I missed yesterday's Advent reflection. Although I woke up early to write, I discovered that a winter cold was coming on, I rushed to help my daughter get ready for school, and I had to get to a meeting. In other words, a pretty typical day in Advent -- one that reminded me how hard it is to move beyond the mundane to prepare for the birth of Jesus.
This morning, I opened both windows 18 and 19. And they both revealed the same thing: angels.
Angels almost always appear on Advent calendars. As part of the traditional depiction of the nativity, the gospel writers included them in Jesus' birth narratives as heralds of God's good news of the Messiah.
The word "angel" means messenger. They are supernatural beings that have a role in most of the world's major religions-making them distinctly ecumenical and interfaith creatures. Hebrew scripture narrates many angel stories. The Christian gospels place angels at the outset of both Jesus' life and ministry. In Islam, Zoroastrianism, Mormonism, and various mystical faiths, angels announce the intrusion of the divine into earthly life. They proclaim God's intentions to human beings and often act in God's stead. In various scriptures, an angel in the story is a way of the writer saying, "Hey, pay attention! God is at work here!" According to The Washington Times, half of all Americans say they believe in angels.
But what of the other half? Does all the talk of angel choruses and supernatural heralds at Christmastide make Jesus seem more a character from a fairy tale than a human being who was like us and lived with us? What messengers do we hear today that announce the birth of the Prince of Peace in the world?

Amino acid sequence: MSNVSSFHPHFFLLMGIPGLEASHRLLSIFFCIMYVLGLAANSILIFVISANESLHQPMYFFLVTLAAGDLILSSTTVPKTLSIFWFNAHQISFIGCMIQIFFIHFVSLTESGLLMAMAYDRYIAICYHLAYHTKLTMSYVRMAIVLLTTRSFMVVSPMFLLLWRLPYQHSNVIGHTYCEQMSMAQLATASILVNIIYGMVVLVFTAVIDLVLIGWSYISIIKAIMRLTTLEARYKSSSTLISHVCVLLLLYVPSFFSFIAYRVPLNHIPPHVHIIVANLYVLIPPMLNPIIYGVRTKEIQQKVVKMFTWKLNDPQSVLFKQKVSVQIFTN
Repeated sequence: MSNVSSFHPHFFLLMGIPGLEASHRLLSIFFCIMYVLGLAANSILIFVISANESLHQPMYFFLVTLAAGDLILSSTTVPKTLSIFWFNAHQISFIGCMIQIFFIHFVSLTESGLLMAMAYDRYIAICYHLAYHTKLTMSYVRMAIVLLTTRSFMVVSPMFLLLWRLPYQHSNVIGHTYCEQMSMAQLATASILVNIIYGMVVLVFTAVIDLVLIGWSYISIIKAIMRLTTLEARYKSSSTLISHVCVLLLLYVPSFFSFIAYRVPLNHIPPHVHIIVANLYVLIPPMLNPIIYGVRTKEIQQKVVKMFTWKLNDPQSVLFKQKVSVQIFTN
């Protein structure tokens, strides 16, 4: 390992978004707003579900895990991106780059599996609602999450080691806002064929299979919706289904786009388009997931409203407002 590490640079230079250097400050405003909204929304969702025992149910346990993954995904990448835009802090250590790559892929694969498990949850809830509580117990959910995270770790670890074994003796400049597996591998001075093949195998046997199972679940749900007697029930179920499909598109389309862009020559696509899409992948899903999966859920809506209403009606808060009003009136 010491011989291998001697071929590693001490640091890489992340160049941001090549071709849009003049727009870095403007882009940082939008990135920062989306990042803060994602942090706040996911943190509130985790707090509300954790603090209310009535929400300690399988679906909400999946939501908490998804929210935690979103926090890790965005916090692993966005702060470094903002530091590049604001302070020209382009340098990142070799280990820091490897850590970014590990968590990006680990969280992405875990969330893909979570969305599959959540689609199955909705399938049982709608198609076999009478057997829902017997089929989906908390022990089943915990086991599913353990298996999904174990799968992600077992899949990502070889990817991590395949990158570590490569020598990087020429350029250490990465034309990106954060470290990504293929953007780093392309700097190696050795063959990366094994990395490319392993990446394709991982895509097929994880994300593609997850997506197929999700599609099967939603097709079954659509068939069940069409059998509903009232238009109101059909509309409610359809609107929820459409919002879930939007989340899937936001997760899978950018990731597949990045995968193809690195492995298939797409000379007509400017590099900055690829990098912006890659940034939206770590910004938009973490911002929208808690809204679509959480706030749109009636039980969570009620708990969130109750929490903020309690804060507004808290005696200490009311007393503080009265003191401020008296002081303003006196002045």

I confess: I believe an angelic messenger once appeared to me. But I equally confess that this was a rare and unexpected thing. I typically don't see supernatural beings floating around in the sky bearing banners that read "Gloria" and singing "Hark." Instead, I've learned to pay attention to the other messengers God sends my way: the words of my family and friends, the nudges of my soul, the work of peace and justice in the world. For me, the greatest angels I experience are the human beings who populate my everyday world, those who bear the message of Immanuel, "God with us," in all that we do.
Diana Butler Bass (www.dianabutlerbass.com) wanted to open her Advent calendar in community this year, and she is sharing her daily reflections with Sojourners readers online. She is the author of the forthcoming A People's History of Christianity: The Other Side of the Story (March 2009).